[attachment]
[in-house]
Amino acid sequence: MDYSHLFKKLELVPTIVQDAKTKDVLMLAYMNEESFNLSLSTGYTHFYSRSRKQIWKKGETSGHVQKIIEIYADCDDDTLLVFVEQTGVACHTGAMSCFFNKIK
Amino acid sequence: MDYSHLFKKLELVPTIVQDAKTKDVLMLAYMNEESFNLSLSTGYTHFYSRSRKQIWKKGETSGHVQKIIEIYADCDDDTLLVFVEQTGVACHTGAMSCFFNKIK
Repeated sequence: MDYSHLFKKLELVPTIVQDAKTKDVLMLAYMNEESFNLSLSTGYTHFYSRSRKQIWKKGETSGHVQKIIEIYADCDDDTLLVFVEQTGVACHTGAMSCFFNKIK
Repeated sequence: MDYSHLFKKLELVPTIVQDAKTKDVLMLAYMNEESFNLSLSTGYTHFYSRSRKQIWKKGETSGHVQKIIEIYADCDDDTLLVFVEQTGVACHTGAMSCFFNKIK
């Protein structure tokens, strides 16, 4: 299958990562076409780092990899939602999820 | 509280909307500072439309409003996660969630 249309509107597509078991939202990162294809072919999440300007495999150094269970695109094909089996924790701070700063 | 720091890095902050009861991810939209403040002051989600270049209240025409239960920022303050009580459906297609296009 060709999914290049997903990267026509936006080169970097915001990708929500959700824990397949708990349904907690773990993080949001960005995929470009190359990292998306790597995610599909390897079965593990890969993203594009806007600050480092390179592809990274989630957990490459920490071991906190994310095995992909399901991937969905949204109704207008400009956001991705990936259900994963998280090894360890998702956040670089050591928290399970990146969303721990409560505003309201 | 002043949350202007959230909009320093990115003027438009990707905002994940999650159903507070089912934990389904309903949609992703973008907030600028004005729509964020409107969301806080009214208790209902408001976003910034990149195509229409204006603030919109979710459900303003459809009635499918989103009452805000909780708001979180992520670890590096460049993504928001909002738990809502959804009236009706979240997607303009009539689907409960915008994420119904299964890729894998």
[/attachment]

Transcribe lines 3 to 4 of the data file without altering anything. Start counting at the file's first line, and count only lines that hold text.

Amino acid sequence: MDYSHLFKKLELVPTIVQDAKTKDVLMLAYMNEESFNLSLSTGYTHFYSRSRKQIWKKGETSGHVQKIIEIYADCDDDTLLVFVEQTGVACHTGAMSCFFNKIK
Repeated sequence: MDYSHLFKKLELVPTIVQDAKTKDVLMLAYMNEESFNLSLSTGYTHFYSRSRKQIWKKGETSGHVQKIIEIYADCDDDTLLVFVEQTGVACHTGAMSCFFNKIK